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Utility Week 9th May 2014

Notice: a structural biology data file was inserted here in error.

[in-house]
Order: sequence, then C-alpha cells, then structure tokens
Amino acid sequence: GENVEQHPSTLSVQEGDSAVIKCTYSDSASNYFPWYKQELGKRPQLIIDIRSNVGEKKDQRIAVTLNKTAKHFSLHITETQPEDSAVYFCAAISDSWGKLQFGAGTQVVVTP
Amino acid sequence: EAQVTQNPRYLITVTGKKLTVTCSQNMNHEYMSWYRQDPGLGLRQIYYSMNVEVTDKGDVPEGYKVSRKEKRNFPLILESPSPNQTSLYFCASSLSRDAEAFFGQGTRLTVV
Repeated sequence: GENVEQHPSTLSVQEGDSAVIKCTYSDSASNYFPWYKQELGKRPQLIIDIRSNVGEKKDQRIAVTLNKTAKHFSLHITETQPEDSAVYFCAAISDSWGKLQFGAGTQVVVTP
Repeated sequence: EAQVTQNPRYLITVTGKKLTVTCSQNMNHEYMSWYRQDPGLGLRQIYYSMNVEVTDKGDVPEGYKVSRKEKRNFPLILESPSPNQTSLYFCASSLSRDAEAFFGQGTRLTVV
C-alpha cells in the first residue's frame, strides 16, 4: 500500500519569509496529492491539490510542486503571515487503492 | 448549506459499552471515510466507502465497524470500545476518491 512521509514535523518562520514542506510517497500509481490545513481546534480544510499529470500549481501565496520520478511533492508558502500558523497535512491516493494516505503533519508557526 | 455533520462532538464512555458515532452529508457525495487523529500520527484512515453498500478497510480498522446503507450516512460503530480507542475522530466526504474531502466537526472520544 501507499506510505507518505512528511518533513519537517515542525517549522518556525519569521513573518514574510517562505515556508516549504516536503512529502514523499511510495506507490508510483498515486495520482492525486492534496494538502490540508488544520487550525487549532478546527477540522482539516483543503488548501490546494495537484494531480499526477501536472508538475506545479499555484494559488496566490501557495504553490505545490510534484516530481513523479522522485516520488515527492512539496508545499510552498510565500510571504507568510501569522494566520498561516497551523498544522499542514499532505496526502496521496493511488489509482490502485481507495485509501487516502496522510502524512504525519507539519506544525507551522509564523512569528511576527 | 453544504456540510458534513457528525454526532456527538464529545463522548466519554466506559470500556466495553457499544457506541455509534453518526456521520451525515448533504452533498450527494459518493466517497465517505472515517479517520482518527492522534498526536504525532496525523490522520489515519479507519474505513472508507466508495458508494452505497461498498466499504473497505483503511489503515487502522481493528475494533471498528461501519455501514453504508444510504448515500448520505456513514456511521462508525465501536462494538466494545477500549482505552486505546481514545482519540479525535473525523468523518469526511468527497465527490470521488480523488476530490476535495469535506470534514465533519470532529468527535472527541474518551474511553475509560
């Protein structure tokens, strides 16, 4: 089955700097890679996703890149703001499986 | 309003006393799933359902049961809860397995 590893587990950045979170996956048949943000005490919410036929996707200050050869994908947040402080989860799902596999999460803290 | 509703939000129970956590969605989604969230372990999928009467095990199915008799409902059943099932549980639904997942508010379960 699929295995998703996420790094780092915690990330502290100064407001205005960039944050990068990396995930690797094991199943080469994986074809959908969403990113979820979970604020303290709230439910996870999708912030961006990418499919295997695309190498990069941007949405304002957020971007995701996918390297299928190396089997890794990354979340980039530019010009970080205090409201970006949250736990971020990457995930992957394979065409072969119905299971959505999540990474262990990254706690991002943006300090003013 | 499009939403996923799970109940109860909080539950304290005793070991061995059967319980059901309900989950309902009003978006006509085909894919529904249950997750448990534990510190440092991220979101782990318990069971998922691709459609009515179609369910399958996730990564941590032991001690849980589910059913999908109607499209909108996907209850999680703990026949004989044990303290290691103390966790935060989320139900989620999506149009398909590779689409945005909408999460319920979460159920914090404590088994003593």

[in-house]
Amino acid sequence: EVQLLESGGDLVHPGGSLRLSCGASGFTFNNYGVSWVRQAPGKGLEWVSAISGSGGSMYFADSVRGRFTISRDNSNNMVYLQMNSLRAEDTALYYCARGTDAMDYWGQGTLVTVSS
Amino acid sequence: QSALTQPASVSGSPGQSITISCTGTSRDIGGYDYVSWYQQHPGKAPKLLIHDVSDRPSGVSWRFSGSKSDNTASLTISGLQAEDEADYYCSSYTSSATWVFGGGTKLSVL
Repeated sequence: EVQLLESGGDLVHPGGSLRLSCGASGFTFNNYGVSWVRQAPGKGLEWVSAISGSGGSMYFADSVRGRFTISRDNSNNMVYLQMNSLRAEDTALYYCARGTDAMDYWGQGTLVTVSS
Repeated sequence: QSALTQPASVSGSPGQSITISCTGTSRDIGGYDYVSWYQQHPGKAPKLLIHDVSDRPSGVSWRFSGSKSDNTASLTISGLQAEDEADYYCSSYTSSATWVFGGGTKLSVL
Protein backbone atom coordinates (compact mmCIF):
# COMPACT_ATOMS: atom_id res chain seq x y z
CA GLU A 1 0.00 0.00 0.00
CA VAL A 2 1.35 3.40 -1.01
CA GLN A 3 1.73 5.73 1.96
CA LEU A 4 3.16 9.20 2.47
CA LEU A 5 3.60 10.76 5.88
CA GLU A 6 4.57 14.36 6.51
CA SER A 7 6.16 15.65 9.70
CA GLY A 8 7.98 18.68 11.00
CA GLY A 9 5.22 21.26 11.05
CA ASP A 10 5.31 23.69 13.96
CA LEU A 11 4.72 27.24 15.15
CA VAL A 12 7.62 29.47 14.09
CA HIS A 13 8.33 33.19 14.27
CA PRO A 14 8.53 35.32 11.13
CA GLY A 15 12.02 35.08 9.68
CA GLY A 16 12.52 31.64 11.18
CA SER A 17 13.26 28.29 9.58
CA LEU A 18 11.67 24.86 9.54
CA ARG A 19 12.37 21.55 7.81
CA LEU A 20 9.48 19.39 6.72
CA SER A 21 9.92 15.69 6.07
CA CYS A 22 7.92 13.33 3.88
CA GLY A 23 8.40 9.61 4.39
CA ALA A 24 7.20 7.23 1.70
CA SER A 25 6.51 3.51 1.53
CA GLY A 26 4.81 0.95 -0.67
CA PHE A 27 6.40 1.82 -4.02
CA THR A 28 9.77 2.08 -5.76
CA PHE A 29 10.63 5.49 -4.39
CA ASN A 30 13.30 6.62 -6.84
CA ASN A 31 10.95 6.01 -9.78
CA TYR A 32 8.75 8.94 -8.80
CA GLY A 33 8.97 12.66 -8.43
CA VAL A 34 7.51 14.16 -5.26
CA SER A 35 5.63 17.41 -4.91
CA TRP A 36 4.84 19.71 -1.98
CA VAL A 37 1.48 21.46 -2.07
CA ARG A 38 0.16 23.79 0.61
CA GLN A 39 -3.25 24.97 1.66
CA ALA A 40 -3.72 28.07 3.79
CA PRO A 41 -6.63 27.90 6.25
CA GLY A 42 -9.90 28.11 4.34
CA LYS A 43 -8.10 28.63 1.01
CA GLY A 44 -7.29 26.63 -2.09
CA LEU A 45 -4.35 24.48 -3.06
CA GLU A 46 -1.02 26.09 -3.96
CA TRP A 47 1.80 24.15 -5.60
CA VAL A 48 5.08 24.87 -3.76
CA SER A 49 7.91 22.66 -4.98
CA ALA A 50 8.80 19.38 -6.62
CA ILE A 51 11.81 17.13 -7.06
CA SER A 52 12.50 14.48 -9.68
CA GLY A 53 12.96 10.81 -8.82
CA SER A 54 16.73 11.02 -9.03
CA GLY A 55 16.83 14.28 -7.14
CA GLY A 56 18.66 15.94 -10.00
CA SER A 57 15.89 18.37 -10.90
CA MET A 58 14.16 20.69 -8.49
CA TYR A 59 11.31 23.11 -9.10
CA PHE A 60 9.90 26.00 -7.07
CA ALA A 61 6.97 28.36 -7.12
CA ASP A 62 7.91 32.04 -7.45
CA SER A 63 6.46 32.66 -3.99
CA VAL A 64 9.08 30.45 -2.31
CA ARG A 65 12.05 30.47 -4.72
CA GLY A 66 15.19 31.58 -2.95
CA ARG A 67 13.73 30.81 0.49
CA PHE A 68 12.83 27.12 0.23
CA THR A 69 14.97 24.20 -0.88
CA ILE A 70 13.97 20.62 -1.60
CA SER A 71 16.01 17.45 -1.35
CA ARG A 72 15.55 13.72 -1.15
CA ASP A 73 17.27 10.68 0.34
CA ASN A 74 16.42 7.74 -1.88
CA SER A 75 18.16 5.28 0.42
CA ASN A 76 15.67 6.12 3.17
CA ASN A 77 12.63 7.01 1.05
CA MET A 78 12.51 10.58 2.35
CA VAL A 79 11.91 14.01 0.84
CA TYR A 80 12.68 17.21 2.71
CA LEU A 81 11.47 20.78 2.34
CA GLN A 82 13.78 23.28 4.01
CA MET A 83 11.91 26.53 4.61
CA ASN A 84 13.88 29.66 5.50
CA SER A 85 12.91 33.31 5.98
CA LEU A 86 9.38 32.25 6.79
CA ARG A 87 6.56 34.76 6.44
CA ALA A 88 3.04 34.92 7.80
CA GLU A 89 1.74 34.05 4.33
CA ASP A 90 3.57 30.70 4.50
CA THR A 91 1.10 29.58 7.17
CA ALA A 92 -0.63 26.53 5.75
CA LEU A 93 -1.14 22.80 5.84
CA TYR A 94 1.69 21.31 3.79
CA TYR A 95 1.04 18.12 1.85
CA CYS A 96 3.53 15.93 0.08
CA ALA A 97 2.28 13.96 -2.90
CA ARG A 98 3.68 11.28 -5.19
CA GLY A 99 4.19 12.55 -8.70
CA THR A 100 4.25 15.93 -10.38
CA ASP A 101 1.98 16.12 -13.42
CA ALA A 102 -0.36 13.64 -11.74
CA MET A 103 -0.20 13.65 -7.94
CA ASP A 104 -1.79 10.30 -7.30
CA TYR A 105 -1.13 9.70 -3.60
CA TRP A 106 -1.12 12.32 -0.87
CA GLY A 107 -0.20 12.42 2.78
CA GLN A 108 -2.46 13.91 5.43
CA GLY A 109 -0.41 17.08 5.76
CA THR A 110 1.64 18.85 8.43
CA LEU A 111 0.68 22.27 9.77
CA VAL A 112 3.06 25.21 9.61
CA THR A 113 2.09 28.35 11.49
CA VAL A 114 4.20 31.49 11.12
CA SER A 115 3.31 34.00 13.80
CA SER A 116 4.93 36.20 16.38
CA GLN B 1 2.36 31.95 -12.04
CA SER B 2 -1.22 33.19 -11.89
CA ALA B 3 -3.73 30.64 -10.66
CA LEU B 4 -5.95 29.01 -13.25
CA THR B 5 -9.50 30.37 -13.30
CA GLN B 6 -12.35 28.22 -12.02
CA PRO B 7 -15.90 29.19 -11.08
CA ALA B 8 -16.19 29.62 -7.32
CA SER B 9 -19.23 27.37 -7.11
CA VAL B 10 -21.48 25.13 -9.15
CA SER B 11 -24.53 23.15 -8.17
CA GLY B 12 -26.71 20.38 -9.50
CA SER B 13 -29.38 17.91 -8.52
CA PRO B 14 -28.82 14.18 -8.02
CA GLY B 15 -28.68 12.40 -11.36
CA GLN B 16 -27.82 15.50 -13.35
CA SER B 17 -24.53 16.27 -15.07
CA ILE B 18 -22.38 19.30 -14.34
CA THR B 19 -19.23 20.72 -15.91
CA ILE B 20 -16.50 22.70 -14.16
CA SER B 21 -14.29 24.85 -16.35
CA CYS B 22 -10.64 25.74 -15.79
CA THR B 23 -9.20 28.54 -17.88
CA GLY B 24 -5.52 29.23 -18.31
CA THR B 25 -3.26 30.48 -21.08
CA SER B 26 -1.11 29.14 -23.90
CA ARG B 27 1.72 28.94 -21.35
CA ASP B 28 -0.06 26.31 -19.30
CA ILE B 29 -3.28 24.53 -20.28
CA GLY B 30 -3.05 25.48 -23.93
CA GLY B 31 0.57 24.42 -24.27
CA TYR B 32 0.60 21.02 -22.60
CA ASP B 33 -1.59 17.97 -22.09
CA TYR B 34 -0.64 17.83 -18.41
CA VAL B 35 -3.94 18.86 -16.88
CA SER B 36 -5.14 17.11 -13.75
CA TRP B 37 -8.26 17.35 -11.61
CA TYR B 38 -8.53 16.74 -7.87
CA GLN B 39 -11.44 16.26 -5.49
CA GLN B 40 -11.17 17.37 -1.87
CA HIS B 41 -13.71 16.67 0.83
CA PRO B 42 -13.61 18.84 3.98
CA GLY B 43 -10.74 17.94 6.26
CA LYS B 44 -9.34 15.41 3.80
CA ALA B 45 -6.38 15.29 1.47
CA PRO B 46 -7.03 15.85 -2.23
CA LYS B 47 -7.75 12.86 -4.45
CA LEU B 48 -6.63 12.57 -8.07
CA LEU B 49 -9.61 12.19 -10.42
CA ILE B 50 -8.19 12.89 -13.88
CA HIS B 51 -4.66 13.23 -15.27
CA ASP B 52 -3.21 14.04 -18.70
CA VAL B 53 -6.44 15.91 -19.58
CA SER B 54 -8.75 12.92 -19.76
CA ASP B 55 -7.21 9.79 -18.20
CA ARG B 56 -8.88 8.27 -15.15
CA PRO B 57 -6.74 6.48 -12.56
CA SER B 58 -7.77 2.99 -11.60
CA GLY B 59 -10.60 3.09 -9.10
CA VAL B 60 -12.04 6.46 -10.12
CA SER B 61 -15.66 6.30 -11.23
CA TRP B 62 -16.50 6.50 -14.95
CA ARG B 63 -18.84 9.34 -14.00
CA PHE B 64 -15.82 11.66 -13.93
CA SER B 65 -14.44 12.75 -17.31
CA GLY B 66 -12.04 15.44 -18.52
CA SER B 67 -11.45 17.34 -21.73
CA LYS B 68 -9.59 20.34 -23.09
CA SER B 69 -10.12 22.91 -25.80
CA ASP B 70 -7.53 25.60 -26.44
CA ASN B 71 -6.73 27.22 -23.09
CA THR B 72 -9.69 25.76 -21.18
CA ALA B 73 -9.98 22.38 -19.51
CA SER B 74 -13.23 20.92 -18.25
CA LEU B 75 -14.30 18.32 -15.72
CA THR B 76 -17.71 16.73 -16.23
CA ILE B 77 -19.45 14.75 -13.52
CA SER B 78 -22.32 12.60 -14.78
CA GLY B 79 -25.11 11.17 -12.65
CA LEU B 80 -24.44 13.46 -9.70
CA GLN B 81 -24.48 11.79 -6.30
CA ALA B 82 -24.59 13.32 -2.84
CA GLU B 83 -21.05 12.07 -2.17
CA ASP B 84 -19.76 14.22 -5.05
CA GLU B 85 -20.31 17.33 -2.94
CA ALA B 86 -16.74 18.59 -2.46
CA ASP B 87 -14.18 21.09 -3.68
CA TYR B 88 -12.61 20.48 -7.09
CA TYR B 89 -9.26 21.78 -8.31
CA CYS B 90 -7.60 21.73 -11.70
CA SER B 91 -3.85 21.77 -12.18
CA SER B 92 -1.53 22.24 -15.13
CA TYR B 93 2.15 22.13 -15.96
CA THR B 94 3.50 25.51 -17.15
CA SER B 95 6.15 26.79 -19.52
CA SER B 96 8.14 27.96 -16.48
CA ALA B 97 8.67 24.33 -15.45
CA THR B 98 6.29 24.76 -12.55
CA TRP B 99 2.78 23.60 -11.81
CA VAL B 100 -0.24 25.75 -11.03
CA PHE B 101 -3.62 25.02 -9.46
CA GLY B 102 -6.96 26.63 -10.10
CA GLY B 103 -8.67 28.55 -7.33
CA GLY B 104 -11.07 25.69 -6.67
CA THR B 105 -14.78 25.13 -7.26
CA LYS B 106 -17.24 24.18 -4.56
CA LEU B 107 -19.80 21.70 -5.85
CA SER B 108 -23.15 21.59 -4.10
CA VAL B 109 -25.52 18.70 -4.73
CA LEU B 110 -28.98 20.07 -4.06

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UtILIty WEEK | 9th - 15th May 2014 | 19 Finance & Investment Market view T he push towards renewables has been driven by several factors: climate change commitments and a need to decarbonise our fuel sources; security of sup- ply; and consumer demand to lower costs for the user. The fact that renewables are becom- ing more cost-competitive at a time when gen- erating power is becoming more costly is one factor driving the rise in solar developments. It is an exciting time for renewables and this is only set to grow with government's vision for the photovoltaic (PV) market, outlined in its Roadmap to a Brighter Future. According to government sources, installed PV capacity has increased 25-fold since the end of 2010, being deployed on more than 500,000 buildings, with installed capacity set to reach more than 4GWp by the end of 2014. The solar industry states that ground-mounted installations accounted for more than 90 per cent of new large-scale PV added in the UK in 2013. It is easy to see why solar is a popular choice. Compared with many other forms of generation, it is low risk, enjoys stable returns, is quick to deploy and does not involve the construction risks of many tech- nologies. The cost of key components – mod- ules, inverters and frames – has also fallen. There has been a shi in the type of active participants in the market, however. Tradi- tionally, power companies have invested in building, owning and operating a renewa- bles portfolio. More recently, they have been forced to divest assets and withdraw from projects as falling share prices have con- strained their ability to invest. Big corporates such as Sainsbury's, Coca-Cola and GSK have entered the market. These corporates have strong balance sheets – and investing in green energy is ticking a lot of boxes on their environmental checklist. Subsidies have played a big role in the growth story. The gradual reduction in the availability of incentives will change the market. In the UK, we will see a move away from Renewables Obligation Certificates (Rocs) to the contracts for difference (CfD) regime. The uncertainty could stall deploy- ment and investment. The European Commission has pub- lished its Energy and Environmental State Aid guidelines 2014-2020, which come into force on 1 July. They include aid to energy from renewable sources with the objective of increasing market exposure for renewable energy, especially in the electricity sector. It remains to be seen how they will be inter- preted at a national level. There are challenges facing market entrants to ground-mounted solar. These depend on the aspirations of the developer, including the stages of involvement. Is it merely site selection and gaining planning consent or does it include construction? Does the developer want to own and operate the assets or sell an operating site to a fund? Stage one: site selection. Site selection is critical – lease payments, irradiance levels and proximity to a grid connection are key inputs driving project returns – and ulti- mately success or failure. Developers can start by seeking to secure an exclusive licence with which to conduct initial site investigations and take read- ings to ensure the best site is selected. The developer should then seek to agree bind- ing options with the landowner, or possibly enter into a agreement for lease. Issues to consider include: • focus on key commercial terms such as the option fee and duration; • identify who owns or leases the land and check it is not affected by agricultural ten- ancies, for example, which may delay the granting of the lease; • if the land is subject to a mortgage, the rel- evant bank will need to give consent to the grant of the option. If the land is leased by the landlord, the freeholder may also need to give consent; • a dra lease appended to the option can give the developer confidence that the landowner is committed to specific terms; • is financing required? Stage two: planning consent. The value of the development will rise once planning consent has been granted and key planning conditions satisfied. A developer may decide to sell at this stage. Developers should speak with the distri- bution network operator early on to assess the cost of the site being connected to the grid and seek to identify where there are eco- nomically available grid connections. The network operator will issue a conditional grid connection offer and the developer will make a deposit payment to secure the offer. Gain- ing planning consent before making a pay- ment is crucial. Stage three: construction and mainte- nance. The most common approach is to appoint an engineering, procurement and construction contractor who will oen con- tinue post-build on-site services under an operation and maintenance contract. Points to consider include: • assess the credit rating of the contractor and equipment performance warranties; • protect the development against insolvency of the contractor and subcontractors; • what performance warranties are offered on key assets? • can the developer insist that the procure- ment and construction contractor and operation and maintenance contractor enter into direct agreements with the bank? Stage four: selling the power and benefits. Depending on the size of the development, there are different options for the sale of the power and benefits. From this autumn, developers will also be able to opt for CfDs instead of Rocs. With Rocs, power and ben- efits are usually sold through a power pur- chase agreement and it is best to liaise with a range of off-takers to find the best terms. We cannot see interest in the solar market subsiding. On the contrary, the government hopes to see a rise in the number of market entrants, from corporates to industry looking at industrial rooop developments, usage of housing association stock and modules on government buildings. With a drive to innovate the PV sector, we will be seeing more inventive methods of harnessing the sun's energy and more efficient ways to dis- tribute it. Gareth Baker, head of corporate energy, Wragge Lawrence Graham & Co Lay the right foundations Ground-mounted solar generation can be an attractive proposition for investors, but would-be developers face various challenges that require careful planning if they are to succeed, says Gareth Baker.